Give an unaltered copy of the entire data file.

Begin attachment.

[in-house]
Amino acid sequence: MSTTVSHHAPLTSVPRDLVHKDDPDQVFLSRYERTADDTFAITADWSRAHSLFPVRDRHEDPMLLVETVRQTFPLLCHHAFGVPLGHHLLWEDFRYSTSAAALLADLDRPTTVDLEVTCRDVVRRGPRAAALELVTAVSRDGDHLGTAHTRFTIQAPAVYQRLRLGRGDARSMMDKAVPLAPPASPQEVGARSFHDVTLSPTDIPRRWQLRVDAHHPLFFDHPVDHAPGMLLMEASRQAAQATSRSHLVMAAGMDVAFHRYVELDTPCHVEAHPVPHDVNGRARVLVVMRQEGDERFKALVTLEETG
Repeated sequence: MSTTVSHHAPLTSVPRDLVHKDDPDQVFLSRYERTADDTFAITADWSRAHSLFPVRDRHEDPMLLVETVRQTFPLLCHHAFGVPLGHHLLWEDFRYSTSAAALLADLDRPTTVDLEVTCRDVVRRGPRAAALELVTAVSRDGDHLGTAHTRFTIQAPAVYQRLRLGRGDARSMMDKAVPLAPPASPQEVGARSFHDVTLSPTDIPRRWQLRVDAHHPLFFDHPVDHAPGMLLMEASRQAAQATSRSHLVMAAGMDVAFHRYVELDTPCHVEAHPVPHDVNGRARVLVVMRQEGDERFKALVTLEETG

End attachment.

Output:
[in-house]
Amino acid sequence: MSTTVSHHAPLTSVPRDLVHKDDPDQVFLSRYERTADDTFAITADWSRAHSLFPVRDRHEDPMLLVETVRQTFPLLCHHAFGVPLGHHLLWEDFRYSTSAAALLADLDRPTTVDLEVTCRDVVRRGPRAAALELVTAVSRDGDHLGTAHTRFTIQAPAVYQRLRLGRGDARSMMDKAVPLAPPASPQEVGARSFHDVTLSPTDIPRRWQLRVDAHHPLFFDHPVDHAPGMLLMEASRQAAQATSRSHLVMAAGMDVAFHRYVELDTPCHVEAHPVPHDVNGRARVLVVMRQEGDERFKALVTLEETG
Repeated sequence: MSTTVSHHAPLTSVPRDLVHKDDPDQVFLSRYERTADDTFAITADWSRAHSLFPVRDRHEDPMLLVETVRQTFPLLCHHAFGVPLGHHLLWEDFRYSTSAAALLADLDRPTTVDLEVTCRDVVRRGPRAAALELVTAVSRDGDHLGTAHTRFTIQAPAVYQRLRLGRGDARSMMDKAVPLAPPASPQEVGARSFHDVTLSPTDIPRRWQLRVDAHHPLFFDHPVDHAPGMLLMEASRQAAQATSRSHLVMAAGMDVAFHRYVELDTPCHVEAHPVPHDVNGRARVLVVMRQEGDERFKALVTLEETG